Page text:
Cooking primarily for one person presents a unique set of problems. For one thing, I often divide ingredients in four-person recipes by four, so I can avoid wasting food that won't keep well as leftovers. A bigger issue is that of fresh produce: fresh fruits and vegetables go bad, as do cheeses and meats, and my taste for variety in my meals has caused me to throw away vegetables or blocks of cheese more than once.
This is an even bigger issue when dealing with organic produce, dairy, and bread, which is free from preservatives and additives that can add to the shelf life of these types of food. Living in New York, I shop a lot at the farmers market in the summers, where a lot of organic fresh food can be bought for low cost, often in quantities too large for me to eat alone.
Bread and meat can be stuck in the freezer, but things like berries, peaches, and cheeses don't hold up after being frozen. So how can I continue to buy the fresh food that I love without worrying about throwing that money into the garbage bin?
Answer: remove the air around the food. Scientists and foodies came up with this a long time ago when they first decided to vacuum-seal food. The problem with this method is that the devices used were often cumbersome, ugly beasts, totally impractical for a smaller kitchen. If you don't have room for a toaster, are you really going to have a place to store a gigantic food vacuum?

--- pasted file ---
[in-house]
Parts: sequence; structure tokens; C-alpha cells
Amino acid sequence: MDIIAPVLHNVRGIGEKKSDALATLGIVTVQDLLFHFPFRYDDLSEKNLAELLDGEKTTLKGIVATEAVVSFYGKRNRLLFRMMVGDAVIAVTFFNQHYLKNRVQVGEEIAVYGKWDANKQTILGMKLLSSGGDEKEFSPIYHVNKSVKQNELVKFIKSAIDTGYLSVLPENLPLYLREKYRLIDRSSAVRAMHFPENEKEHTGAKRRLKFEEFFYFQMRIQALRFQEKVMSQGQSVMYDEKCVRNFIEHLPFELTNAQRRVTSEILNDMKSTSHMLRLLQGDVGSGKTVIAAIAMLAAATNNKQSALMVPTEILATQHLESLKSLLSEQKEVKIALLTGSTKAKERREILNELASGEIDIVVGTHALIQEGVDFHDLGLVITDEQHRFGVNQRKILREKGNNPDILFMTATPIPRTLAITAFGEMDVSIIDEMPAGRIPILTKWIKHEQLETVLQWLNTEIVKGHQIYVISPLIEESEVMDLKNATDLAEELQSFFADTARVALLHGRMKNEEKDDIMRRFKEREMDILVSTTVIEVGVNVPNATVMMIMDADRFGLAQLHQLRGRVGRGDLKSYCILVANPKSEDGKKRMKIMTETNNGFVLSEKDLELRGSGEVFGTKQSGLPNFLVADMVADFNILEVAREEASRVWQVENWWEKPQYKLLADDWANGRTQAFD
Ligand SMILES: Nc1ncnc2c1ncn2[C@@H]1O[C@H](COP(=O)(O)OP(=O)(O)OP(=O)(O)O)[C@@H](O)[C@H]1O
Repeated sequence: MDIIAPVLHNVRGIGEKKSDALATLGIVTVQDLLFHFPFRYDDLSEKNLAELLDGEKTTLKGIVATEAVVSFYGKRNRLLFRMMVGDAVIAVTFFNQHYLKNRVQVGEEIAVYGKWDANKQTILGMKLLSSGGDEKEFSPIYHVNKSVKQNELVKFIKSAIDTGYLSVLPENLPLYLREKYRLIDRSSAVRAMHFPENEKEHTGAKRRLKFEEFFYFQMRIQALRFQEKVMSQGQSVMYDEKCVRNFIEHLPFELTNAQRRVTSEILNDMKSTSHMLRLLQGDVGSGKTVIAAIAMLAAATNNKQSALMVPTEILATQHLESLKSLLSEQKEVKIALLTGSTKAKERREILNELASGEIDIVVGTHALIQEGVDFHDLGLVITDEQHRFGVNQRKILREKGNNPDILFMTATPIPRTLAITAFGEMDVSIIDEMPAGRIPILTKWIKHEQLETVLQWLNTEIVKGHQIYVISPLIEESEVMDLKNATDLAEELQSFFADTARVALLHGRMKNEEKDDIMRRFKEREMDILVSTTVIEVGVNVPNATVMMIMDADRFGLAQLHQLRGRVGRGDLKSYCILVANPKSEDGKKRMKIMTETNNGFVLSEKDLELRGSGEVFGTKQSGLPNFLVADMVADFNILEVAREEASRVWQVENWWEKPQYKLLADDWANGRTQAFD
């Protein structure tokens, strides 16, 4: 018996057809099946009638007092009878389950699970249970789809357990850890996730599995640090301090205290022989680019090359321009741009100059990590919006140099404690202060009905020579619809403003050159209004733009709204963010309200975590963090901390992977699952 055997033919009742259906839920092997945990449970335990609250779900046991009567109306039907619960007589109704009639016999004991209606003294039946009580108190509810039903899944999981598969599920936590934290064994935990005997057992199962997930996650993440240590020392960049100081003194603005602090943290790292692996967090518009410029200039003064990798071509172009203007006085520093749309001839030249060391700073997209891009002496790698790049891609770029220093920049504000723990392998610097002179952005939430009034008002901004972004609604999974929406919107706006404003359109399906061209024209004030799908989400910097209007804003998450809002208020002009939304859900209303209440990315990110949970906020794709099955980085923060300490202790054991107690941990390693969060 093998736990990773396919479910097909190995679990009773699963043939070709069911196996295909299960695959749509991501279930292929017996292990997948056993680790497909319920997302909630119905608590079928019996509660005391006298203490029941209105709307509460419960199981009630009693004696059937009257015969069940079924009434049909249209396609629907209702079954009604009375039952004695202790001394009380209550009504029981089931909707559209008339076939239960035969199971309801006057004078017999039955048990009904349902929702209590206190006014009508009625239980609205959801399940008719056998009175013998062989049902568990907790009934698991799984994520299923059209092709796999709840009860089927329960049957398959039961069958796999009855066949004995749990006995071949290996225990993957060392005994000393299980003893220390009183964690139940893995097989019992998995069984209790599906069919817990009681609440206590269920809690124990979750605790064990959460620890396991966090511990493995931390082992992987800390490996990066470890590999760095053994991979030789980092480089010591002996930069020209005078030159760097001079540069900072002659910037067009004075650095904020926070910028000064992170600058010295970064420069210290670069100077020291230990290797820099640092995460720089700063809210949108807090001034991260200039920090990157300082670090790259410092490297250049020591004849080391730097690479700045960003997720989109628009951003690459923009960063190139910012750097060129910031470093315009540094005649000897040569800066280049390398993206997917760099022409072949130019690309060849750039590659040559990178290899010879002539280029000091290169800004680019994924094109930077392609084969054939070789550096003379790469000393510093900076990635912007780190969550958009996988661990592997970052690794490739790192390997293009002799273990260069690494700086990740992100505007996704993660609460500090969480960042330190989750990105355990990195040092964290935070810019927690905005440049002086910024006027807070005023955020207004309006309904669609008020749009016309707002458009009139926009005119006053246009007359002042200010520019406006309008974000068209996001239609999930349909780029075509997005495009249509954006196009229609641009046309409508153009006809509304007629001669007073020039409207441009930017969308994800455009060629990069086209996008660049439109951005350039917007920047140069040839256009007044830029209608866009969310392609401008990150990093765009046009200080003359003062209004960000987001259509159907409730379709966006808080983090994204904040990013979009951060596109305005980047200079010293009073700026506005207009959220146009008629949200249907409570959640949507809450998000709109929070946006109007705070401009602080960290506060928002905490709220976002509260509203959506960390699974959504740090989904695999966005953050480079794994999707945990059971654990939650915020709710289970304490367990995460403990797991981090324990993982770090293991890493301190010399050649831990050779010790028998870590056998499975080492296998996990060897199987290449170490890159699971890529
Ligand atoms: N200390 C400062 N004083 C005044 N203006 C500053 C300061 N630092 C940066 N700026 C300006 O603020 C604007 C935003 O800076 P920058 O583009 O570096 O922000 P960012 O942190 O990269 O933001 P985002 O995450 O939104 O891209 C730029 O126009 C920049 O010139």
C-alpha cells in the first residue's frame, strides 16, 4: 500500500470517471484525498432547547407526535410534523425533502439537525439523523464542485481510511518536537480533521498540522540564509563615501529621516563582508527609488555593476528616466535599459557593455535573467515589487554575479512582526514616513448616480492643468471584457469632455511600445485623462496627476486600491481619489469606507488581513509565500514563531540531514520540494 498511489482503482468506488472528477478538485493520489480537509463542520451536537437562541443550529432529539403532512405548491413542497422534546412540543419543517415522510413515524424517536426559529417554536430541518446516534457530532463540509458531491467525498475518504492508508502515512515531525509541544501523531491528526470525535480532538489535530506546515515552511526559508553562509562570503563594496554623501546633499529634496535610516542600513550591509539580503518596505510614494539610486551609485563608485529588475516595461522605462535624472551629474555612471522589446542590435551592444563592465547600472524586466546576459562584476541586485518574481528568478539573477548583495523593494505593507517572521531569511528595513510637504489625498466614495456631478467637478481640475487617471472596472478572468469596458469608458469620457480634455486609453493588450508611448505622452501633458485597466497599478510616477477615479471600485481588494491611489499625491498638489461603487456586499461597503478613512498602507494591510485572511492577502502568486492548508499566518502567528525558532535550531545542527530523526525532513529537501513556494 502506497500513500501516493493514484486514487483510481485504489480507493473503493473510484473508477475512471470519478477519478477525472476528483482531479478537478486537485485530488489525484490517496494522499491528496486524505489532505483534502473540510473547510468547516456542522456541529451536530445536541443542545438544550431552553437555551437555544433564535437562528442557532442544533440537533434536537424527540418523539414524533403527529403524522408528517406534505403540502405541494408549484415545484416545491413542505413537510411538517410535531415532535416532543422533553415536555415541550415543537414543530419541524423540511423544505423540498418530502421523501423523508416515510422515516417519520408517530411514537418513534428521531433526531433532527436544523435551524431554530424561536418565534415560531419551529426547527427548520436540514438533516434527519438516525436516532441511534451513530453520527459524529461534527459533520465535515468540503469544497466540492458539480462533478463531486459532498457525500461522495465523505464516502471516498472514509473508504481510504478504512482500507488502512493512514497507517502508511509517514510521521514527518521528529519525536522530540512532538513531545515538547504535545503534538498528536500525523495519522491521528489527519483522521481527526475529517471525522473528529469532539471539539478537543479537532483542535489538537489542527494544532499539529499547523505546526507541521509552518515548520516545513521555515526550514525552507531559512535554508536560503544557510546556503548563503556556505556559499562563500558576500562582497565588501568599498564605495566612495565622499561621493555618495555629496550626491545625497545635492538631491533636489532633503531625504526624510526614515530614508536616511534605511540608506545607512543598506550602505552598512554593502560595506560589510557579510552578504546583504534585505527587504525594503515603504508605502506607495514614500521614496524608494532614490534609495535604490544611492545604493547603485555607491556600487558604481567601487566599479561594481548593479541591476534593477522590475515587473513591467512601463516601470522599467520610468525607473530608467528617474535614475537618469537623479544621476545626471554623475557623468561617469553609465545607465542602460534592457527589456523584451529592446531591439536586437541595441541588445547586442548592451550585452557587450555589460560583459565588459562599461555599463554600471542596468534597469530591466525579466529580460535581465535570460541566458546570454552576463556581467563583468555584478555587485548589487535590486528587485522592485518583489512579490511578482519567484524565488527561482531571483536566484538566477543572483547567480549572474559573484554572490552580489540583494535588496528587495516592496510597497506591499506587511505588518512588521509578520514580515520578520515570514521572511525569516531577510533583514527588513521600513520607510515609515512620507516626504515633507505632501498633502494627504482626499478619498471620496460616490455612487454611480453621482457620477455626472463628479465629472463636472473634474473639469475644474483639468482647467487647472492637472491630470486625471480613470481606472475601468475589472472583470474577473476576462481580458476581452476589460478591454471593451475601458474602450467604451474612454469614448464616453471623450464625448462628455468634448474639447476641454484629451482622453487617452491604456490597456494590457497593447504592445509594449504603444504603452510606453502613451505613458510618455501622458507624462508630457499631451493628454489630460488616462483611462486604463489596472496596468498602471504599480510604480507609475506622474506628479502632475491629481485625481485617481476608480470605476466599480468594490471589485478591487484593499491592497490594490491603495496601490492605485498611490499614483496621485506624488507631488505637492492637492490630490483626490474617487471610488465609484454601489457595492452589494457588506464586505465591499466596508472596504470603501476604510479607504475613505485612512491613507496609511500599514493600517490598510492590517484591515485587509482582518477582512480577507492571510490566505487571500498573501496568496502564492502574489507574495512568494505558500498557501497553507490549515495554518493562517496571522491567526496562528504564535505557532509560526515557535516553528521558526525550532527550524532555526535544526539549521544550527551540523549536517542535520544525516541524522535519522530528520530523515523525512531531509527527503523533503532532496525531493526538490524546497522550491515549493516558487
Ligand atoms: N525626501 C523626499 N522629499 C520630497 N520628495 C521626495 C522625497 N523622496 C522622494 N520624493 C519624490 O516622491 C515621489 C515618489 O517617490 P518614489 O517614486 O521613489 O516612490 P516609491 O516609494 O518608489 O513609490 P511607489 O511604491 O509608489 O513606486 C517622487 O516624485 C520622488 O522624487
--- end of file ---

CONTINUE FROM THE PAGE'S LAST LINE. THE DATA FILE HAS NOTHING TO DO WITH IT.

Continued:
Thankfully, the Frisper Freshkeeper by Oliso combines the tried-and-true method with ease of use and clever packaging to come up with a sleeker, more updated version of the food vacuum. It uses Vac-Snap zipper-top bags instead of the more difficult sealed plastic bags previously required, meaning you can open your sealed bags of food without a knife or scissors.
It also comes in a smaller, more aesthetically pleasing shape, so you can keep it on your counter without being ashamed or in a cabinet without taking up too much space. It's also a lot cheaper than the bulky dinosaur models: you can get it for about $50 on Amazon.